However, let’s say the platinum price drops to 1211.50, with a buy price of 1211.75 and a sell price of 1211.25. You decide to close your position by selling your CFDs at 1211.25, which means you’ll incur a loss of $755 ([1218.80 - 1211.25] x 100).

3: Forex CFD trade example:

GBP/CHF is trading at 1.32585 with a buy price of 1.3259 and a sell price of 1.3258. You believe that GBP will strengthen, so you decide to buy five contracts at 1.3259. Currencies are traded in lots, where one GBP/CHF lot (contract) is the equivalent of trading £100,000 for CHF132,590. This means your position size will be £500,000 (CHF662,950) – because you are buying five contracts. However, the margin is 2.5% so you’ll need to put up CHF16,573.75 to start trading.

If GBP/CHF rises to 1.33185 with a buy price of 1.3319 and a sell price of 1.3318 and you decide to close your position, you’ll make a profit. So, you reverse your trade to close your position, selling five contracts at 1.3318. Your £500,000 is now worth CHF665,900 [new sell price of 1.3318 x (100,000 x five CFDs)]. Your profit is £3911.41 [(CHF665,900 - CHF662,950) x your buy price of 1.3259].

If GBP/CHF falls to 1.31885 instead, you might decide to close your position to prevent any further loss. The new buy price is 1.31890 and the sell price is 1.31880, so you sell five contracts at 1.31880. Your £500,000 is now worth CHF659,425, calculated as [1.31880 x (100,000 x five contracts)], which means your loss is £4717.60 [(CHF662,950 - CHF659,400) x your buy price of 1.3289].

Just remember that, with spot market trades, you’ll need to pay any overnight funding charges if you hold your position past 11pm (Swiss time). Plus, you’ll have to pay capital gains tax on your profits. If you want to avoid overnight funding, try futures instead.


What markets can I trade with CFDs?

You can trade CFDs on over 17,000 markets with us, including indices, shares, forex, cryptos, commodities and more. You can even trade CFDs out of hours on certain markets, enabling you to make the most out of breaking news and any macroeconomic announcements – both after the market closes and before it opens.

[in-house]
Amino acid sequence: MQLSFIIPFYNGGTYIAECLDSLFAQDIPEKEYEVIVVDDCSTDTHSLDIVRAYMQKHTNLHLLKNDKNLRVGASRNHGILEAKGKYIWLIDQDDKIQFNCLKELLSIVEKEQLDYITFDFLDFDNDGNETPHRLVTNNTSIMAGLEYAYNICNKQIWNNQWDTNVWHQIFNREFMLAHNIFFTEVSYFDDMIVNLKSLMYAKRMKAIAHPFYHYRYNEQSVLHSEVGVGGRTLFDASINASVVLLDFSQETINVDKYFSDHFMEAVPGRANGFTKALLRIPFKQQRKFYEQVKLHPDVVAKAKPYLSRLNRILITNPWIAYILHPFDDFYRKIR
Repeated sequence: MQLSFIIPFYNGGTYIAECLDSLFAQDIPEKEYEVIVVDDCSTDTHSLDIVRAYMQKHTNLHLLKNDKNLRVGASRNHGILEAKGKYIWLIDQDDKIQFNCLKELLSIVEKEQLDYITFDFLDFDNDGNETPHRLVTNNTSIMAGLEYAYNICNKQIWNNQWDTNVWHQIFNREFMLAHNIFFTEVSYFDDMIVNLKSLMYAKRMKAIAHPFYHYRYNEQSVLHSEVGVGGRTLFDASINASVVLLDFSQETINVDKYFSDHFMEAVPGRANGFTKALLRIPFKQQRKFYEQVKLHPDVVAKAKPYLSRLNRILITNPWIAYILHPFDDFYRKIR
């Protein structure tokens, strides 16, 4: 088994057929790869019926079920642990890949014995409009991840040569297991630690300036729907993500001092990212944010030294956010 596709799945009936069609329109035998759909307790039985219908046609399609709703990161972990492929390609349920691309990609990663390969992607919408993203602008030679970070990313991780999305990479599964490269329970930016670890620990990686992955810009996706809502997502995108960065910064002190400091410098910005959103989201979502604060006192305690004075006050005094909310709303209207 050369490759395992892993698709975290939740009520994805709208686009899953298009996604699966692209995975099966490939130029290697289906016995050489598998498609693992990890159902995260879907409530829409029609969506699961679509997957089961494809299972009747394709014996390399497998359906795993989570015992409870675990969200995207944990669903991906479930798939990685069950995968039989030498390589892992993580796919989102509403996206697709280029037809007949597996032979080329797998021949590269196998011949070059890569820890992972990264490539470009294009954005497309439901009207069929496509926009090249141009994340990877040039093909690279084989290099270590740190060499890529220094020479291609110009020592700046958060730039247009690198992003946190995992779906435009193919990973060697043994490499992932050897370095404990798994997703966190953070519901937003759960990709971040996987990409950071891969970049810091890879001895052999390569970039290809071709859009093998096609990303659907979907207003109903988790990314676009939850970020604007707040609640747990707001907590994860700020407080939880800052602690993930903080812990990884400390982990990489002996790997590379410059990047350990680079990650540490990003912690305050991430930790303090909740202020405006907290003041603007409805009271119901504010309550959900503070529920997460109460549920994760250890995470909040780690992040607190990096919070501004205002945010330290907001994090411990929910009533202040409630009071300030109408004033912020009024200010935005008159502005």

Who can trade CFDs?

Anyone with a CFD trading account can take a position with CFDs. Why not create an account with us, the world’s No.1 CFD provider.1 Still, CFD trading is not for everyone.

As it’s a leveraged product, losses will be magnified. That is why it’s especially important to understand the risks involved and take steps to prepare yourself to trade CFDs.

If you’re unsure whether CFD trading is right for you, you may want to practise CFD trading in a risk-free environment with a free demo account.

How much does it cost to trade CFDs?

Because CFDs are leveraged, you’ll only need to put up a fraction of the cost of your position upfront – 5% for most share CFDs, 5% for major indices, 2.5% for major forex pairs, 10% for cryptos and 2% for most commodities. Bear in mind, though, that because they are leveraged, you can lose more than your margin amount in CFD trades as both losses and profits are calculated based on the entire value of your position.

There is also a small charge to fund positions overnight and for guaranteed stops (if triggered), and there may be additional fees for specialist tools.

What platforms can I use to trade CFDs?

You can trade CFDs on our award-winning online trading platform and mobile trading app,2 both with real-time news and analysis available in-platform, so you can trade anywhere, anytime. You can also use our services with specialist third-party platforms including, ProRealTime and MetaTrader 4.

I already have a CFD account with a different provider, but I’m thinking about opening a new account with IG Bank. What do I need to be aware of?

To open a new CFD trading account with IG Bank, you just need to fill in a simple form so that we can establish your previous experience and available funds. This way we can ensure that you get the best trading experience possible.

Our mobile trading apps, state-of-the-art technology and free educational tools make the process of switching your account to us an effortless experience.

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1 Based on revenue excluding FX (published financial statements, October 2021).
2 Best trading platform as awarded at the ADVFN International Financial Awards. Best trading app as awarded at the ADVFN International Financial Awards 2022.